I should note that none of these above points are particular problems, yet tone and emotion are definitely the key player at this point of the game, soon to be followed by a character-driven force that defines its remainder. Many complaints I may have about BioShock Infinite may be in comparison to the original BioShock, which I regard as superior is some aspects. This includes an immersive and fully fleshed-out backstory, world, and side characters that make it feel almost real.

I have spent much time covering the opening of the game, yet it is such a prime example to delve into and analyze that we are not even done.

Later on, the game introduces vigors, a beverage that makes its wielder become inflicted with supernatural powers, such as summoning a vigorous flock of crows, or a blistering inferno of fire from their fingertips. While little to nothing is done in the game’s story to explain or signify vigors, they are introduced as a saleswoman almost tries to seduce Booker into a free sample, giving off a utopian sense that everyone is content with themselves and would never be anywhere else. Even idle chatter from citizens is so happy-go-lucky that I wish there was more if it.

Moving along, this opening walk-in-the-park is put on full breaks when it is interrupted by the game’s first insight into its theme of ultra-Americanism. Almost like a swift punch to the gut, the peaceful tone of the game is jerked out and replaced with a root of America that still feels pain today: racism. The player is presented with a stage, a baseball, and a black woman and Irish man tied to a pole, with the populace simply laughing and cheering as if they are watching whimsical tricks at a circus.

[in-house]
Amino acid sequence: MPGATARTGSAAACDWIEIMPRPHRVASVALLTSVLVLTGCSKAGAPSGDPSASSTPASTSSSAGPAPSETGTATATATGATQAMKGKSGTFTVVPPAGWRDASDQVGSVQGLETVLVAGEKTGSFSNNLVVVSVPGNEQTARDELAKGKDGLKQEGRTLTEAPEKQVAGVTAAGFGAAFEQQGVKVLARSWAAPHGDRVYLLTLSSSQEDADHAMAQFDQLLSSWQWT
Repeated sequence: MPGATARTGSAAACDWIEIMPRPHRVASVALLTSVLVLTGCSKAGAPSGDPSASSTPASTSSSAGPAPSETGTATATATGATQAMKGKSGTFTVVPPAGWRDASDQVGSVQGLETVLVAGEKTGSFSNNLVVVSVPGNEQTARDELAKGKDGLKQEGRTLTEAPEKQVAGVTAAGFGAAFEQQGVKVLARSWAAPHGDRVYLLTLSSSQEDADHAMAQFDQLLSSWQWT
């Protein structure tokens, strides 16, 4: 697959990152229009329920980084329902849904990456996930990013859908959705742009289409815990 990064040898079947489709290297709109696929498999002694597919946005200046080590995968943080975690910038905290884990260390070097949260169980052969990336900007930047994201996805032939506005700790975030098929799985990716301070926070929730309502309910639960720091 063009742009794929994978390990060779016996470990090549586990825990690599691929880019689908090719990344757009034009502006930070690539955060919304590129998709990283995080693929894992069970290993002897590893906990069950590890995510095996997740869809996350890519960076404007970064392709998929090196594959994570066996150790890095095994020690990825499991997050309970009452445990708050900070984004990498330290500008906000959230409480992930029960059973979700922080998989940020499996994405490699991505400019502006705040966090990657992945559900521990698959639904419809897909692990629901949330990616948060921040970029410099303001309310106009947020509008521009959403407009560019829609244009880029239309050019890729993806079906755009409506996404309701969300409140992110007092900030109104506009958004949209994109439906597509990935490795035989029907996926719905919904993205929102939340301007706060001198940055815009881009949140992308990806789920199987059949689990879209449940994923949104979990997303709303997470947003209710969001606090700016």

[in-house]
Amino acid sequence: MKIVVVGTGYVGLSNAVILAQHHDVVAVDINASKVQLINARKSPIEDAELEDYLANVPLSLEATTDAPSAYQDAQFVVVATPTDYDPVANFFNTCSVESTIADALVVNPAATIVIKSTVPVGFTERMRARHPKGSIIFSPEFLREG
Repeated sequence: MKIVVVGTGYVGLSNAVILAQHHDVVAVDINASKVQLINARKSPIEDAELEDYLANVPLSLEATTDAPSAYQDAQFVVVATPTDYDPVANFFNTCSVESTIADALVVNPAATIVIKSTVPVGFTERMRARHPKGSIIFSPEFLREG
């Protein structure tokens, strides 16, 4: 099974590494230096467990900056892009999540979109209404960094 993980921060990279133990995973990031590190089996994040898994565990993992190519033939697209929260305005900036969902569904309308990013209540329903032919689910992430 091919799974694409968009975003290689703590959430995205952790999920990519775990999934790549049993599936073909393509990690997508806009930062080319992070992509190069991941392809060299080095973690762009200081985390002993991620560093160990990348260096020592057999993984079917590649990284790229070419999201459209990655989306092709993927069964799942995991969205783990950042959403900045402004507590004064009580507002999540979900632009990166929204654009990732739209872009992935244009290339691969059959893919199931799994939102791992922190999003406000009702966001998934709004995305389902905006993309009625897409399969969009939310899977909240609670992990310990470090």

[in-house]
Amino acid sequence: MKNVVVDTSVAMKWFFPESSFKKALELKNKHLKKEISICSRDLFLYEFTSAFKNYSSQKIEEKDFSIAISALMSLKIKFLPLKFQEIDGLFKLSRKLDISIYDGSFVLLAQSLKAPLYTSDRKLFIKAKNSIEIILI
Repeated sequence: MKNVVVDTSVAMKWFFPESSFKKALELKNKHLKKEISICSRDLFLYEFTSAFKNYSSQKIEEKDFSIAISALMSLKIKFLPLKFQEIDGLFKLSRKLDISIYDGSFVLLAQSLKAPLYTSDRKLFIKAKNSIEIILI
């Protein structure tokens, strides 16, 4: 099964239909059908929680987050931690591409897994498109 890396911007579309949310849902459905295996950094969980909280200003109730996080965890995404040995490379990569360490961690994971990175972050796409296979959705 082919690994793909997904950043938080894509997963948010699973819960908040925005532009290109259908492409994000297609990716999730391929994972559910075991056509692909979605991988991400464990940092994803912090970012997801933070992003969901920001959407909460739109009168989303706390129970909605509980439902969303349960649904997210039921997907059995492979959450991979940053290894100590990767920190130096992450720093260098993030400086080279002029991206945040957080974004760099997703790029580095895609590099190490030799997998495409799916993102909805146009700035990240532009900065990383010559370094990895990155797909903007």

Such a switch of the portrayal of regular men and woman can incite feelings of disgust and perhaps horror. The game then gives you two options: throw the ball at the interracial couple, or the man presenting this display. I assume the majority of players took the latter option, yet they are stopped as they find out that Booker is the “False Shepard”, sent to Colombia in order to stray Elizabeth away as prophesied by Comstock. Following this, a combat sequence pits the player against the police force of Columbia takes up a larger part of the opening, and this is where we will stop and analyze this change of heart.

I have definitely spoken on how Columbia is now thrust into a more negative spotlight, yet its pristine nature still persists later on into the game. My question is: what purpose does this scene serve? The theme of racism in this game definitely fits in greatly with the theme of Americanism, yet both are not prime focuses too far in. Perhaps it fits as an allegory for Booker’s character, as he has a history rooted in racial violence, and Columbia will literally be a second Ark destined for himself as a human being. Yet with a twist later on relating to an underground faction of other races called the Vox Populi and the point where the plot (in my opinion, perhaps not yours) ends up too convoluted into its own theories and “deep” messages (including inter-dimensional travel…), I feel as if this scene ultimately goes nowhere and the plot falters in retrospect.

Once again, does this mean this scene is bad? Definitely not. We see a more sinister side of Columbia rooted into its nationalism, yet these are people who may very well be like you and I. While the setting and backstory give a clear backseat to tone and character exploration, did you notice upon your first time playing the game? If you did notice, did you care? Personally, I can say that I did not notice this as the game is extremely effective in telling an emotional tale that left me genuinely moved, and this opening is only the first foray into a tale of twists and turns and an unexpected conclusion that may leave some confused, yet is a prime example of where the subject of this post comes in hand.

For next post, I will be looking into the character of Elizabeth, who I believe to be the emotional core of this game that transcends into possibly one of the best FPS protagonists at the climax of the games DLC, Burial at Sea Part 2. With this, I will leave a few more images of Columbia to paint its vast sprawl in all its glory.


2 Replies to “Does Emotional Storytelling Outweigh Plot? – Part 1”